Australian Dance Party | Situate
16515
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Situate

What

Situate is a residency supported by City Renewal Authority and Canberra’s iconic You Are Here

We are undertaking a week long residency in the Canberra CBD to dig into the practice and process of site dance making. ie. How can we truly draw from, not impose on, site to amplify its spirit and engage its audiences? What performance is already there? What themes underlie its essence? A process of witness, receiving, responding and revealing this place to it self through movement.

We will be working 10-4pm daily on site. Performances of developed scores and processes are as below.

Listen below to hear from artists and audiences during the project:

Reflecting on the situation

We came to this adventure with the aim to explore and extend our practice in the public realm. To be immersed and informed by the goings on of time, place and people. Many questions arose from our experiences and even before we began. There were many ‘grate expectations’, and then not so many. So rare it is for time and support to dig under the surface of how and why we are making, rather than making in context of a paying audience or working to a concise concept and outcome. To do this, to allow liberty or abandon from these constraints, uncover its challenges, and bring it back in, together understanding why we might place certain limitations on things, is process.

Situate was a challenging and revealing place for us to all enter. Individually and as a process for us as a group of dance artists and musicians. The path was unclear, compass spinning wildly, so we had to create the tools to navigate it. What we termed “observating” became probably the key tool here. Beginning a tuning, noticing to the space passively and then much more actively. Sharing and exchanging of these excavated spatial discoveries was exciting. The noticing of what/where we were each drawn to receive and respond.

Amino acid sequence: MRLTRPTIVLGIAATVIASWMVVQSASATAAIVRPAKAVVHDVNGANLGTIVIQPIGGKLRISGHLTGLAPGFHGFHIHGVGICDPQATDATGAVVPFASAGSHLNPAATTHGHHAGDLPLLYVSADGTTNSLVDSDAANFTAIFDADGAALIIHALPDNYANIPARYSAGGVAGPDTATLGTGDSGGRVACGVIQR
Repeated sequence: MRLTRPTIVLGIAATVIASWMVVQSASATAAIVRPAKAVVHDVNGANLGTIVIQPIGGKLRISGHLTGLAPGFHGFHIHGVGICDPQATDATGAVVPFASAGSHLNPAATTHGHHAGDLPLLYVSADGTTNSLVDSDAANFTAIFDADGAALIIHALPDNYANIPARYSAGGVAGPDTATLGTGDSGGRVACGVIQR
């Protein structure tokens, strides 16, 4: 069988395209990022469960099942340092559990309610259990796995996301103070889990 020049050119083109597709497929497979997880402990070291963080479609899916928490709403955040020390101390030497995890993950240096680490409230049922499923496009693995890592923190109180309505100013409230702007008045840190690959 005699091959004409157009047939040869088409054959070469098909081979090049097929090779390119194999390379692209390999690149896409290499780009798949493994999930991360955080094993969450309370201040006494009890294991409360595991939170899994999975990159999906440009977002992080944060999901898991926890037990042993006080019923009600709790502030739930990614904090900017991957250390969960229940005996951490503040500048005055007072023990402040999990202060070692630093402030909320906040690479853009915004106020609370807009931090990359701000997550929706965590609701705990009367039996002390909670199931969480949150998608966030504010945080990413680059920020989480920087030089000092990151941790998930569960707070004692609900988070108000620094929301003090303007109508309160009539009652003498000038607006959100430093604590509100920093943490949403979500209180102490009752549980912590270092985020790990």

It became clear about two days in that we were falling into rhythm of processes of operating creatively in situ, and to break them and try another way in was obvious, but how to do this, break the organic flow was tricky. input from the group, new space and discussions around purpose, audience and intent enabled this. A liveliness and consciousness to all that we ‘decided’ to do or create was awakened in each moment. Each space brought both possibility and emptiness. A kind of truth of what it is and or what it might allow. The city’s concrete playgrounds were often uninviting spaces to feel free to move, yet each step, tile, or pavement, ie. what we were observing right there and now became digestible.

On the final day we were inside, at an ‘event’ at New Acton, and were thrust into decisions of audience/performer politics. Do we do our thing? Do we consider their experience at all? What role does this kind of process/experimental work have in relation to audience? This became a key question for the week. Because they are people of this place, but therefore are they audience or are they something different. A witness or observer perhaps of their own kind.

We reflect that this practice, is a practice, that must be practiced. To do this at this time was vital for our developing work as a company whose practice is largely in and of place and site. To start to label/understand and then undo processes that we found is hugely important, as well as considerations of the type of work that we want to make in these contexts. Who is it for? What is it doing? and Why is it doing it? Do we need to know these answers? We seem to have arrived at the sense that yes, they are important to enable a way in, to allow reception and access for what we are doing. As ultimately, we want to be making work that is felt and experienced, not ignored and outcast. And that is the situation.

Artists

Olivia Fyfe, Alana Stenning, Steve Gow and Alison Plevey with musicians Tim Wickham, Alex Voorhoeve and Simon Milman

Photography

Lorna Sim

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